Once upon a time, we farmed sustainably. We maintained soil fertility and plant biodiversity. But over time, to meet the demands of a capitalist society, we demanded higher yield from the crops. We overgrazed the land. We tilled the soil deeper to reach the soil that was still fertile, to try to grow more. So we depleted the soil further. We bought more animals and started feeding them grains because the land was no longer producing enough grass to feed all the animals we tried to fit onto the land. Those grains required more fields somewhere else, and those fields were also over tilled. Everywhere, we started trying to extract more and more without giving anything in return. The animals were releasing carbon dioxide into the atmosphere and the dried-out land they were on was useless in extracting any of it from the atmosphere and bringing it back down into the earth, where it could have been used to grow healthier plants to better feed the animals. 

You can see where this is going. Regenerative farming practises ensure fertile soil. Sheep and other ruminant animals have a huge part to play in this. With strategic grazing methods, sheep improve soil health and pasture vigour. With sheep, there’s no need for tractors or mowers classically linked with modern farming practises. Sheep can mow down the pasture, nourish it with their manure, and work the manure and seeds back into the earth with their hooves. In this way, it’s possible to take a farm with depleted, acidic soil and turn it into living, healthy soil. The sheep in a properly managed farm shouldn’t need to be grain fed, saving the need for extra land-use by monocrops. The healthy soil will better grow grasslands with deeper roots that act as extraordinary carbon sinks. A regeneratively-managed farm should be carbon negative.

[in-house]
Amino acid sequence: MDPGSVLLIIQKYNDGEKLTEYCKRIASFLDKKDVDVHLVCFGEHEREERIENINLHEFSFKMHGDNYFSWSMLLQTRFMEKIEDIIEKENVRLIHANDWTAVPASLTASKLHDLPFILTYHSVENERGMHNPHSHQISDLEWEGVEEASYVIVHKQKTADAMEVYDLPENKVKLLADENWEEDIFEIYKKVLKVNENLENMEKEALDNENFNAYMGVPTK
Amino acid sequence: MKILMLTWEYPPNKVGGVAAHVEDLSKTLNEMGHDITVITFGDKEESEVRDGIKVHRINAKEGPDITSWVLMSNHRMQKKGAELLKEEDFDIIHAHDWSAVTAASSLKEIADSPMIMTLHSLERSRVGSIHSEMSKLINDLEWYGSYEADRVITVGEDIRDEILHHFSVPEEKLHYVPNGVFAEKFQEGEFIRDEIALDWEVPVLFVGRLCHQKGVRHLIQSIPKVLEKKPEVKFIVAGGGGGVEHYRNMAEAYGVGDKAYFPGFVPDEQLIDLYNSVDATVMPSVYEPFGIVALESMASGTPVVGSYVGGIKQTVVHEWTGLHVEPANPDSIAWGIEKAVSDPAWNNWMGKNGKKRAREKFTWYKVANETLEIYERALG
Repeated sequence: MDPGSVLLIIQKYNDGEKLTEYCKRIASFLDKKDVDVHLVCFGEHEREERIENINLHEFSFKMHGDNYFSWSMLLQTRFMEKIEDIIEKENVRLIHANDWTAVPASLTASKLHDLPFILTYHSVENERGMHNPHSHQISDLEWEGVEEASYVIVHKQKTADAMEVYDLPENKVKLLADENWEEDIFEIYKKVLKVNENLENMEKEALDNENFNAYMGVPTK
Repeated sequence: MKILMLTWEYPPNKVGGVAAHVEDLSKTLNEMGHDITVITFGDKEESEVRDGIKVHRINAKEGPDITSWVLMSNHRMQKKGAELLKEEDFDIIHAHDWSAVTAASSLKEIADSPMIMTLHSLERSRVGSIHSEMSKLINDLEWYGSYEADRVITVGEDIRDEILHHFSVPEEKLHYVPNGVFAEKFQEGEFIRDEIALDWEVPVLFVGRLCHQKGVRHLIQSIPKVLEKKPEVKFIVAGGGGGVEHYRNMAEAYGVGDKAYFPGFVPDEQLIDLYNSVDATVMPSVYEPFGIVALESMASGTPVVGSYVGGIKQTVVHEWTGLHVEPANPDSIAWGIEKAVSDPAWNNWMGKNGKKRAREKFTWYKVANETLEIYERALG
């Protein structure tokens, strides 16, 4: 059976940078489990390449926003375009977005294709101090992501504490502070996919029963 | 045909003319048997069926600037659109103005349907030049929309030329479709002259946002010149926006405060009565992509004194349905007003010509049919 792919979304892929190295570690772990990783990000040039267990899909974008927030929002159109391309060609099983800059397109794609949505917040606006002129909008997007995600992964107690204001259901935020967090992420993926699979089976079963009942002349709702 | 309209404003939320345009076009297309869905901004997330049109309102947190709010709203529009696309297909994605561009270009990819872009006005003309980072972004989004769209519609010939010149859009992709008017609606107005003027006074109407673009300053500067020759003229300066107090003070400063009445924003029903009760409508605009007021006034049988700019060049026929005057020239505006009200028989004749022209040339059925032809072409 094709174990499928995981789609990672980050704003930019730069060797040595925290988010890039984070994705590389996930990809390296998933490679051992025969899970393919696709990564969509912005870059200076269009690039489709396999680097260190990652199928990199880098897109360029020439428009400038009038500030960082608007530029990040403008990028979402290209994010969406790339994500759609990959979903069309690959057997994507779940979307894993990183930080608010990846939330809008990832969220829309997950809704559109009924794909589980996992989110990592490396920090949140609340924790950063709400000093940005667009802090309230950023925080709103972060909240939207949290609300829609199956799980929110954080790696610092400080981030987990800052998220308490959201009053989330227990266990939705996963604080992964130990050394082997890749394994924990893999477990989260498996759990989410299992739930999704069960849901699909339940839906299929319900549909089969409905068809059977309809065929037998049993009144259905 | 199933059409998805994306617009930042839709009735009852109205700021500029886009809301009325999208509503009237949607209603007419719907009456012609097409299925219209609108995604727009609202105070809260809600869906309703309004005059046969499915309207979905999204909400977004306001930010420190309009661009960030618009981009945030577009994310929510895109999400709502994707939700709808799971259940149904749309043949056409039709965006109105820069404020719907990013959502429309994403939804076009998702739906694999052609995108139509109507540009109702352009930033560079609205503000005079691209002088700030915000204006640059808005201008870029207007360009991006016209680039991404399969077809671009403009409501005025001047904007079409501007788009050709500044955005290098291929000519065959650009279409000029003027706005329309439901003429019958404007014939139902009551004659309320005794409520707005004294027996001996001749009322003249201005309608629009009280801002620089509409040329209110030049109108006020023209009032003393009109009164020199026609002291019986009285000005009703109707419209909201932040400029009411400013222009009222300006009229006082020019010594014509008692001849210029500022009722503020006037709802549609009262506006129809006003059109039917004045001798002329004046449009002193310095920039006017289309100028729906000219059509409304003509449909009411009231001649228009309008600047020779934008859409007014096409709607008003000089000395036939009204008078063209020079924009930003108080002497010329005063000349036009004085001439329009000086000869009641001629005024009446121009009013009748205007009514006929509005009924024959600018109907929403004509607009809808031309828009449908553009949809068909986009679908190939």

A picture containing outdoor, grass, person

Description automatically generated

We’ll finish up discussing the ecological impacts of wool by pointing out that benchmarks like Made-By’s only consider the impact of production, rather than the lifecycle of a fibre. Wool is biodegradable and easily recyclable. Garments made from wool have the potential to last a lifetime. It’s possible you own a knit passed down from your great-granny, and it’s possible that knit could be passed down to your own grandchildren one day.